What makes the CEO of YTL Communications tick? Read more here.
Identifying himself as a technologist, CEO of YTL Communications, Wing K. Lee is living proof that continuous learning will open doors and opportunities which ensures a better future. I caught up with him to learn more about his past, his most embarrassing moment, and which of his multiple patents are used by many without even realising it.
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I was born and raised in Hong Kong, precisely in the central district, which is now quite famous because of Soho. My childhood home is a five minutes walk from there, so I know Hong Kong inside out. I spent my entire childhood there before moving to the United States at 17.
It’s nice being from Hong Kong, because it’s pretty much a cosmopolitan, It still has strong legs to the Chinese culture, so I’m fortunate to have a very deep understanding of the Chinese culture and the Asian way of doing things, at the same time, due to the cosmopolitan nature of Hong Kong, I got exposed to international viewpoint quite early on, and I think in that way, it’s a nice blend of east and west.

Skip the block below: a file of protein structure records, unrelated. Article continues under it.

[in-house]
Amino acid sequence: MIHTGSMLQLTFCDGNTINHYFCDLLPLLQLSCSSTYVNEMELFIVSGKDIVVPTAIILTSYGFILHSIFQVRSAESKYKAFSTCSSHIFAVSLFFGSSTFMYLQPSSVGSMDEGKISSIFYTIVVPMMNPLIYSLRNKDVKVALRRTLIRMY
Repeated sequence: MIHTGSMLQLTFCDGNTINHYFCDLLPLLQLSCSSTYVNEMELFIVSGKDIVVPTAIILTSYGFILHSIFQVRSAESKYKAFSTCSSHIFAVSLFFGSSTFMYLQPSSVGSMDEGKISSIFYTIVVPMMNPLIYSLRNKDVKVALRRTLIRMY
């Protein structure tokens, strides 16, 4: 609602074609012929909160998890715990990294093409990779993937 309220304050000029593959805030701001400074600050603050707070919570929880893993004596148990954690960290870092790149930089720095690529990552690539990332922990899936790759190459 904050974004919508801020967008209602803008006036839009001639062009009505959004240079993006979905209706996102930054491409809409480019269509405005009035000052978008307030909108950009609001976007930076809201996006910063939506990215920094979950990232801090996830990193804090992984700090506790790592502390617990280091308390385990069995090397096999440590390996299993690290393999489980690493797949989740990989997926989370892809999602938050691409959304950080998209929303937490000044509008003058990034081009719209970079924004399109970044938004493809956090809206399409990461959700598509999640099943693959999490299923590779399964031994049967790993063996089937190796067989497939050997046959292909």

Hong Kong has offered me a unique opportunity but I could see that the same unique opportunity can be offered to many folks in Malaysia as well, especially now that we are able to bring 4G connectivity throughout the country.
Not really, my childhood was challenging because I lost my father when I was seven years old, and was raised by my mother, so in that regard, my mother was my security blanket. I’m very close to my mother, and obviously, I have good memories of my father, up to the point that he passed away, I still treasure it a lot, but my mother made me who I am today. She’s my backbone.